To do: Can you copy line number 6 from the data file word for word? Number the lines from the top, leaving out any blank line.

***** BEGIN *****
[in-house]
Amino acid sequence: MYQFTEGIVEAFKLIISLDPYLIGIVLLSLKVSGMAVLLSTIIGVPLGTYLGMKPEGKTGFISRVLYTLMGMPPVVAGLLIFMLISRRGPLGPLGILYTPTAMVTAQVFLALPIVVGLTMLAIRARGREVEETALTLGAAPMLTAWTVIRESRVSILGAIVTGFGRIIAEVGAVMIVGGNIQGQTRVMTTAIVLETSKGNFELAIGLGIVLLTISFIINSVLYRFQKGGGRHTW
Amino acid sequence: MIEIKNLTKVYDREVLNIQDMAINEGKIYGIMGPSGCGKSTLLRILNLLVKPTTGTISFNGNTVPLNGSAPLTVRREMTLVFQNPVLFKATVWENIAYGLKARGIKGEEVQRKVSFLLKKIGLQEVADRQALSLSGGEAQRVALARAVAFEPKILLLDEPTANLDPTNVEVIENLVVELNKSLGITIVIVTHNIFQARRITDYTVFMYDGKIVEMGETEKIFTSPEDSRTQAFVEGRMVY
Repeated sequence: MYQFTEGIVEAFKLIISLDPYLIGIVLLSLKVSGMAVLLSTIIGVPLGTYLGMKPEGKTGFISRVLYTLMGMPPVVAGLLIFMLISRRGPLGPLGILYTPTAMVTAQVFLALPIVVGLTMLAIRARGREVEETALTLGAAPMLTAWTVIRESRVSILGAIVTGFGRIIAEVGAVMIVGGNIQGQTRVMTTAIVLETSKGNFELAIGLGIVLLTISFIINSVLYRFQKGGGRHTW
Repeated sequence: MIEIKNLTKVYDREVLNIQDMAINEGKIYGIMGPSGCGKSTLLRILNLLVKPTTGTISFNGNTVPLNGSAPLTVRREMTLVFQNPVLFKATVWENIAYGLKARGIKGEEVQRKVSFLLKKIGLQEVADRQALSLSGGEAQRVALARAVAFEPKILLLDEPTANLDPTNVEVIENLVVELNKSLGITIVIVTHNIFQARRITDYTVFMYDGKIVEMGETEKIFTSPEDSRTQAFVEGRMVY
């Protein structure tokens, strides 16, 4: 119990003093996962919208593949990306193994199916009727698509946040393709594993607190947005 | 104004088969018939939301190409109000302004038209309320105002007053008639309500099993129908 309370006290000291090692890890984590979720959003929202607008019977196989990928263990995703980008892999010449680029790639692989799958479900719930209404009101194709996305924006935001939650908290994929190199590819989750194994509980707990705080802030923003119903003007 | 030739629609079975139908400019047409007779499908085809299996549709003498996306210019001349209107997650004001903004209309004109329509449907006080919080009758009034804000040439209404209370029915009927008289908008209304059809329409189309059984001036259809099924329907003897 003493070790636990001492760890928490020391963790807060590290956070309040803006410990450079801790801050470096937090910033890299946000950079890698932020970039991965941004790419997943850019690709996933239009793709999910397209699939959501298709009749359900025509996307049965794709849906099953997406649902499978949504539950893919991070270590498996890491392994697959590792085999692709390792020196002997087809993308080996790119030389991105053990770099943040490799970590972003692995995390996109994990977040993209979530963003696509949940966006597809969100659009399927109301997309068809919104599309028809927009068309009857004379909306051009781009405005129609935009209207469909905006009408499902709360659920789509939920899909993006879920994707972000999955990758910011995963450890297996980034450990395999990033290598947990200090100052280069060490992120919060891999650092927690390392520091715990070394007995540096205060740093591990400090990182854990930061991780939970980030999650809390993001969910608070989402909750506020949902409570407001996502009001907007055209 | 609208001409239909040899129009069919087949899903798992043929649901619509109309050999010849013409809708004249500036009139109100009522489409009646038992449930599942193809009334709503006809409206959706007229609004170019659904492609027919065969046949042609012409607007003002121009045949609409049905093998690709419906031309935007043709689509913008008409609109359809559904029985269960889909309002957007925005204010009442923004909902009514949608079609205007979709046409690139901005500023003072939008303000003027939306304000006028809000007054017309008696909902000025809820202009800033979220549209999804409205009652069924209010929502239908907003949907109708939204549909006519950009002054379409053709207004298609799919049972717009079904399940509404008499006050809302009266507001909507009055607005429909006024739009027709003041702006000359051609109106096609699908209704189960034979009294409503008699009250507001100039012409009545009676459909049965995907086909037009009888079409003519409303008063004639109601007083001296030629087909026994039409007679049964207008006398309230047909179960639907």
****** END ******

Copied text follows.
């Protein structure tokens, strides 16, 4: 119990003093996962919208593949990306193994199916009727698509946040393709594993607190947005 | 104004088969018939939301190409109000302004038209309320105002007053008639309500099993129908 309370006290000291090692890890984590979720959003929202607008019977196989990928263990995703980008892999010449680029790639692989799958479900719930209404009101194709996305924006935001939650908290994929190199590819989750194994509980707990705080802030923003119903003007 | 030739629609079975139908400019047409007779499908085809299996549709003498996306210019001349209107997650004001903004209309004109329509449907006080919080009758009034804000040439209404209370029915009927008289908008209304059809329409189309059984001036259809099924329907003897 003493070790636990001492760890928490020391963790807060590290956070309040803006410990450079801790801050470096937090910033890299946000950079890698932020970039991965941004790419997943850019690709996933239009793709999910397209699939959501298709009749359900025509996307049965794709849906099953997406649902499978949504539950893919991070270590498996890491392994697959590792085999692709390792020196002997087809993308080996790119030389991105053990770099943040490799970590972003692995995390996109994990977040993209979530963003696509949940966006597809969100659009399927109301997309068809919104599309028809927009068309009857004379909306051009781009405005129609935009209207469909905006009408499902709360659920789509939920899909993006879920994707972000999955990758910011995963450890297996980034450990395999990033290598947990200090100052280069060490992120919060891999650092927690390392520091715990070394007995540096205060740093591990400090990182854990930061991780939970980030999650809390993001969910608070989402909750506020949902409570407001996502009001907007055209 | 609208001409239909040899129009069919087949899903798992043929649901619509109309050999010849013409809708004249500036009139109100009522489409009646038992449930599942193809009334709503006809409206959706007229609004170019659904492609027919065969046949042609012409607007003002121009045949609409049905093998690709419906031309935007043709689509913008008409609109359809559904029985269960889909309002957007925005204010009442923004909902009514949608079609205007979709046409690139901005500023003072939008303000003027939306304000006028809000007054017309008696909902000025809820202009800033979220549209999804409205009652069924209010929502239908907003949907109708939204549909006519950009002054379409053709207004298609799919049972717009079904399940509404008499006050809302009266507001909507009055607005429909006024739009027709003041702006000359051609109106096609699908209704189960034979009294409503008699009250507001100039012409009545009676459909049965995907086909037009009888079409003519409303008063004639109601007083001296030629087909026994039409007679049964207008006398309230047909179960639907």